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Article
Algal community responses to shallow lake dystrophication.
Faculty Publications
  • Matthew N. Waters
  • Michael F. Piehler
  • Joseph M. Smoak
  • Thomas S. Bianchi
SelectedWorks Author Profiles:

Joseph M. Smoak

Document Type
Article
Publication Date
2012
Date Issued
January 2012
Date Available
November 2013
Abstract
This research details changes in lake algal community structure that occurred during dystrophication. We conducted a paleolimnological investigation of Pungo Lake, a shallow, dystrophic system near the coast of North Carolina, USA. Multiple chemical and biological proxies were measured on a sediment core, including sedimentary photosynthetic pigments, lignin-phenols, nutrients, and delta C-13. Data analysis identified three zones of algal community structure corresponding to three regimes of organic matter inputs. Predystrophic conditions represented a period of low organic inputs but substantial algal abundance (diatoms and other algal types). The period of dystrophication preceded European settlement (1850) and showed an increase in organic matter deposition, lignin, and a change in lignin type. Lignin-phenols and delta C-13 signatures of organic matter indicated that terrestrial organic matter inputs increased during this period, possibly as a result of wetland expansion. Dystrophication also corresponded to an increase in algal groups that favor low light environments (cyanobacteria and cryptophytes).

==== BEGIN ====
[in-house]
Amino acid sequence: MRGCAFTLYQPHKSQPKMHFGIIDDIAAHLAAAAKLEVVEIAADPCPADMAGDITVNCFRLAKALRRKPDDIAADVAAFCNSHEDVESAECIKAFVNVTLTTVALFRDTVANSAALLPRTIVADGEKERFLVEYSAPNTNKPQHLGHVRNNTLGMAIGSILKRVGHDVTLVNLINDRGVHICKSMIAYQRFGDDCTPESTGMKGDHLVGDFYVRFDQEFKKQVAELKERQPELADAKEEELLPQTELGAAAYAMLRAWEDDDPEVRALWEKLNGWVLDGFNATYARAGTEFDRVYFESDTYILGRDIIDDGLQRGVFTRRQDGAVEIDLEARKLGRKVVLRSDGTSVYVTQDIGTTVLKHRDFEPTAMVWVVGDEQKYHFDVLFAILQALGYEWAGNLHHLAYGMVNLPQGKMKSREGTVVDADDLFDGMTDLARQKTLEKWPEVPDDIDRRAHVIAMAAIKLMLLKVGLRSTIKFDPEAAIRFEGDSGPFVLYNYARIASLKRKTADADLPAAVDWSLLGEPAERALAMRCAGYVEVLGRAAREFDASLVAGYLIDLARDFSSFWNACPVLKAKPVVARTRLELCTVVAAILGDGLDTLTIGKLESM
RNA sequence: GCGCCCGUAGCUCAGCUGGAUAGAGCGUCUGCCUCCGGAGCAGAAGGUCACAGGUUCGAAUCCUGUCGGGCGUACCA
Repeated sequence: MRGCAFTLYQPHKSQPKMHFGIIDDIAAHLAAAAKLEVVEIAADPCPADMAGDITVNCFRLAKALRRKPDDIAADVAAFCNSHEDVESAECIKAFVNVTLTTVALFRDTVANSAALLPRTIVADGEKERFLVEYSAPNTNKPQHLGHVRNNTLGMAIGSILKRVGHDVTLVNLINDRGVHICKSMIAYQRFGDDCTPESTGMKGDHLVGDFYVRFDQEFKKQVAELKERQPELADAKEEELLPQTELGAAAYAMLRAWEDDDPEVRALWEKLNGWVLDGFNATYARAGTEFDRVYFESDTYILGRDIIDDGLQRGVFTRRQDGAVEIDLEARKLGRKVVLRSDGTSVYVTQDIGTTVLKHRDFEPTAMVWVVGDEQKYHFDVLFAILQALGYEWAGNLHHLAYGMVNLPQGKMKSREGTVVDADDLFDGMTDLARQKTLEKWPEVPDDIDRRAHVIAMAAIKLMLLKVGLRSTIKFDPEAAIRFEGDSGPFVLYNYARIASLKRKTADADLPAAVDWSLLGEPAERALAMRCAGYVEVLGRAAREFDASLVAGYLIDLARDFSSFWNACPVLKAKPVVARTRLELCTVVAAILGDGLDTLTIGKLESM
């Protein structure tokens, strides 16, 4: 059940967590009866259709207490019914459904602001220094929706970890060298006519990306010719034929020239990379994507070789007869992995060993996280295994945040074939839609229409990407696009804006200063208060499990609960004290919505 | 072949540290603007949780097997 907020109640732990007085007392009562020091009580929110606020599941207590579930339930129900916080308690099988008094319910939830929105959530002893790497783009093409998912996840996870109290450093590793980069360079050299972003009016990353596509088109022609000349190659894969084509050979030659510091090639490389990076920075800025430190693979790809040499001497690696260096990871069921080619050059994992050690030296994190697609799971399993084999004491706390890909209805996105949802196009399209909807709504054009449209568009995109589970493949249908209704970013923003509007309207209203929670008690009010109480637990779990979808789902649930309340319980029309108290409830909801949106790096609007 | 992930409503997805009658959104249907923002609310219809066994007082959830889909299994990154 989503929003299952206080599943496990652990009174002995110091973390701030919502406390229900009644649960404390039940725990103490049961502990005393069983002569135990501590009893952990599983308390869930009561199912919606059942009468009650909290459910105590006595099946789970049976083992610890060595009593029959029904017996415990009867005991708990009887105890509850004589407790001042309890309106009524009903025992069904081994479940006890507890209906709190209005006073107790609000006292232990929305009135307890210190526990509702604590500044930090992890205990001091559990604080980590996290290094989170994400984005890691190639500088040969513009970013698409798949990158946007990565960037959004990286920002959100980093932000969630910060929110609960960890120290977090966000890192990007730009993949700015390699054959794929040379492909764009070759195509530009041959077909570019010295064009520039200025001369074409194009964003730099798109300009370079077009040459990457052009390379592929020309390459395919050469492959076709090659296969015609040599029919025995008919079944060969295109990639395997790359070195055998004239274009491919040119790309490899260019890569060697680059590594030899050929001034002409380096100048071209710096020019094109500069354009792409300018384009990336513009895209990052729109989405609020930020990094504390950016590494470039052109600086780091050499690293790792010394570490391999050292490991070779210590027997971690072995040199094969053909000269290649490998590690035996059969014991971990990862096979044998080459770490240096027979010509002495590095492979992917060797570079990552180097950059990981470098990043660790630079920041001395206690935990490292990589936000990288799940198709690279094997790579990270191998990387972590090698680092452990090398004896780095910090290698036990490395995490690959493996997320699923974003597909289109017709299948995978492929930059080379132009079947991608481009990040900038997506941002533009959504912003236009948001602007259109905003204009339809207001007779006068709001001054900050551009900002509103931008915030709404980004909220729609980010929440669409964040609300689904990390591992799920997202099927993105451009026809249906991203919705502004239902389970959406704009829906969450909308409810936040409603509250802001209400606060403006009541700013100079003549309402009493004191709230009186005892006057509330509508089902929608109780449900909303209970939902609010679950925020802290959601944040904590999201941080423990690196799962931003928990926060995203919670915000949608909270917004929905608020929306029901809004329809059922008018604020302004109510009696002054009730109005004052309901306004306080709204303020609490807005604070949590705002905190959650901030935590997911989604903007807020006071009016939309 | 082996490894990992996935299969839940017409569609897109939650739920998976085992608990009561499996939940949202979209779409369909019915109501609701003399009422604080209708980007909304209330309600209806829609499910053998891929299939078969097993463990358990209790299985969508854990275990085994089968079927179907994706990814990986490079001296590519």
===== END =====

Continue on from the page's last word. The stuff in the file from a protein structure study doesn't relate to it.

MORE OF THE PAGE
Comments
Abstract only. Full-text article is available only through licensed access provided by the publisher. Published in Canadian Journal of Fisheries and Aquatic Sciences, 69(8), 1433-1443. DOI: 10.1139/F2012-021 Members of the USF System may access the full-text of the article through the authenticated link provided.
Language
en_US
Publisher
NRC Research Press
Creative Commons License
Creative Commons Attribution-Noncommercial-No Derivative Works 4.0
Citation Information
Waters, M.N., Piehler, M.F., Smoak, J.M. & Bianchi, T.S. (2012). Algal community responses to shallow lake dystrophication. Canadian Journal of Fisheries and Aquatic Sciences, 69(8), 1433-1443.